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Antimicrobial action of citrus oils.

Subba Rao, M. S. and Soumithri, T. C. and Suryanarayana Rao, R. (1967) Antimicrobial action of citrus oils. Journal of Food Science, 32. pp. 225-227.

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Abstract

inhibitory effect of essential oils of orange and lemon oil and the antibiotics tylosin and nisin was tested on bacteria and fungi in nutrient media. Though the degree of inhibition varied with the culture, orange oil was a more effective antimicrobial agent than lemon oil. All other conditions being identical, 2,000 ppm of orange oil had an effect similar to 10 ppm of tylosin, on all the gram-positive cultures tried, including the spores of Bacillus mbtilis. Moreover, orange oil was the only additive that showed inhibition of growth of the gram-negative cultures, excepting Serratia nzarcescens. Yeasts, in general, were more sensitive than bacteria to orange oil, the effective dose being 500 ppm, at a cell concentration of 1 million/ml. This was a definite advantage over the antibiotics, which had no action on fungi. Though not so sensitive as the yeasts, the molds were also suppressed by orange oil at 2,000 ppm. The possibility of using orange oil as a preservative in foods is indicated.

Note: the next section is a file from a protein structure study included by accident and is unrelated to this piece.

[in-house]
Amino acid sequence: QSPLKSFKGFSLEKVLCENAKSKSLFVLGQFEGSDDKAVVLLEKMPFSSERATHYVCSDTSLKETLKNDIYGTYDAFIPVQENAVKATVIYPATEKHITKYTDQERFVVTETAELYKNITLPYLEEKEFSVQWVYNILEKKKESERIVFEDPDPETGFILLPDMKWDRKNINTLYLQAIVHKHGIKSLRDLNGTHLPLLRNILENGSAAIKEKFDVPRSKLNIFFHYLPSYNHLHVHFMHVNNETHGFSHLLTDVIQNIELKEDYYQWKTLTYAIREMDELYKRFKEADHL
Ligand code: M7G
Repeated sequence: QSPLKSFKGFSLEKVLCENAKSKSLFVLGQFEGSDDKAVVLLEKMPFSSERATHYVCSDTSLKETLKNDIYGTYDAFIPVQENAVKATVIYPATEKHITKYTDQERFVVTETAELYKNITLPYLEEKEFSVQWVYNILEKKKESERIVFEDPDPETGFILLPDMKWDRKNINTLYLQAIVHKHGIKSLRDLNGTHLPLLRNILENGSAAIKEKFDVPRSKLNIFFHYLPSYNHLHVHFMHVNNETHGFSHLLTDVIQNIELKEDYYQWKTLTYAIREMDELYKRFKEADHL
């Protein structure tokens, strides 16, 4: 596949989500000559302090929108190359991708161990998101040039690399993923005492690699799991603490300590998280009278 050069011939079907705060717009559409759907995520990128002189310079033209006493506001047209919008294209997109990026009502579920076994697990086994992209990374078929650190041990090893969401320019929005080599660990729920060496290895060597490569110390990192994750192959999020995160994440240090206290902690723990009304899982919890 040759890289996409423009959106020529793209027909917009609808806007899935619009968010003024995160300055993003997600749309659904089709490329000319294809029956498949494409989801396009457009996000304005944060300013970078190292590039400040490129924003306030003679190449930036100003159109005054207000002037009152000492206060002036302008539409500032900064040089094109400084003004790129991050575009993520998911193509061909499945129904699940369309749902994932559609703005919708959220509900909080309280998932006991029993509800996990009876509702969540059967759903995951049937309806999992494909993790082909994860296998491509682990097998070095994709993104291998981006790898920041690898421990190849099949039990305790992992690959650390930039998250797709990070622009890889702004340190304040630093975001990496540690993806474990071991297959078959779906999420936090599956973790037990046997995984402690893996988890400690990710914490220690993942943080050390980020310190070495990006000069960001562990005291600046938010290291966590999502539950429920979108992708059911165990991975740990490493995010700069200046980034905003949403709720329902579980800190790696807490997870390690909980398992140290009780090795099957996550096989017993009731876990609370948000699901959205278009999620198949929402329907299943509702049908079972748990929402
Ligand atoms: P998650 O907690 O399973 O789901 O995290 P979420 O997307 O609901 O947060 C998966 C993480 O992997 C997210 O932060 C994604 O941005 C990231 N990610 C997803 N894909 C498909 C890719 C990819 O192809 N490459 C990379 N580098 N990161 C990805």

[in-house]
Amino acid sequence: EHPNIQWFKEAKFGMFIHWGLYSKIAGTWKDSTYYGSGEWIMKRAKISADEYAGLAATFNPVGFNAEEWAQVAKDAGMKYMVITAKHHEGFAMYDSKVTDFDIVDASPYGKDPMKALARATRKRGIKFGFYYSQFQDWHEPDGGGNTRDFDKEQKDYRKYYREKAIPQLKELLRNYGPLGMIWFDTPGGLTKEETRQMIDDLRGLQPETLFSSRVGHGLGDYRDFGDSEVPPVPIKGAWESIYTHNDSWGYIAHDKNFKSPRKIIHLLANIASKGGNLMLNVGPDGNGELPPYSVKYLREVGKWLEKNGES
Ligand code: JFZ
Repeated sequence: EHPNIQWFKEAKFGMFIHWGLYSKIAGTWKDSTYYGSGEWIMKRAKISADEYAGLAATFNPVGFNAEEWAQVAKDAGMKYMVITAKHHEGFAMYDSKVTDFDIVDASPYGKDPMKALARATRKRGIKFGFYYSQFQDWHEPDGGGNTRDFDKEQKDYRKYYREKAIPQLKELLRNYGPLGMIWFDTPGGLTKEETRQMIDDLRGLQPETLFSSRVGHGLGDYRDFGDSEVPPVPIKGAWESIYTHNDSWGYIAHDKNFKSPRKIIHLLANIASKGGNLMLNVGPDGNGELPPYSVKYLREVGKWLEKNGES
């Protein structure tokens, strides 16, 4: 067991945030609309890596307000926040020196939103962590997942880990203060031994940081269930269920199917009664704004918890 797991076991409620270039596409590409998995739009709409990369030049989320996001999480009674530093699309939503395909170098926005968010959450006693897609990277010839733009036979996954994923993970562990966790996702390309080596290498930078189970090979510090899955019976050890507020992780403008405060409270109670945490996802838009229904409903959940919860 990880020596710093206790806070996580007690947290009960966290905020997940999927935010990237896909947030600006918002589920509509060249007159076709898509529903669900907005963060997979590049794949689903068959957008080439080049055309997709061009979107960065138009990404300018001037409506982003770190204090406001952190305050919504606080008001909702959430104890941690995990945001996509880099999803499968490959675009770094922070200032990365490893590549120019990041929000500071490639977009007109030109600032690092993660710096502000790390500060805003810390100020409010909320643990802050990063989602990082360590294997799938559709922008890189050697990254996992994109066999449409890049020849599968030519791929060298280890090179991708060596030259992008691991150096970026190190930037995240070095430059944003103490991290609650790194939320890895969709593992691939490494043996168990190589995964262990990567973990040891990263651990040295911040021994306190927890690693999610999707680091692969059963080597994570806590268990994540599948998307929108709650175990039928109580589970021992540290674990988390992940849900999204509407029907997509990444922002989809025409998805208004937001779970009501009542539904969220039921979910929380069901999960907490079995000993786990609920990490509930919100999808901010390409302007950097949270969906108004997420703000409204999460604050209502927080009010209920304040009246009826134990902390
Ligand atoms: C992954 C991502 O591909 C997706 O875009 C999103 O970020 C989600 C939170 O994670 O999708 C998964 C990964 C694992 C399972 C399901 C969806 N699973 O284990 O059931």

Item Type: Article
Uncontrolled Keywords: essential oils, orange, lemon oil, preservative
Subjects: 600 Technology > 08 Food technology > 31 Food Additives
600 Technology > 09 Industrial oils, fats, waxes, gases > 03 Essential oils
Divisions: Lipid Science and Traditional Foods
Depositing User: Food Sci. & Technol. Information Services
Date Deposited: 24 May 2016 08:10
Last Modified: 24 May 2016 08:10
URI: http://ir.cftri.com/id/eprint/3042

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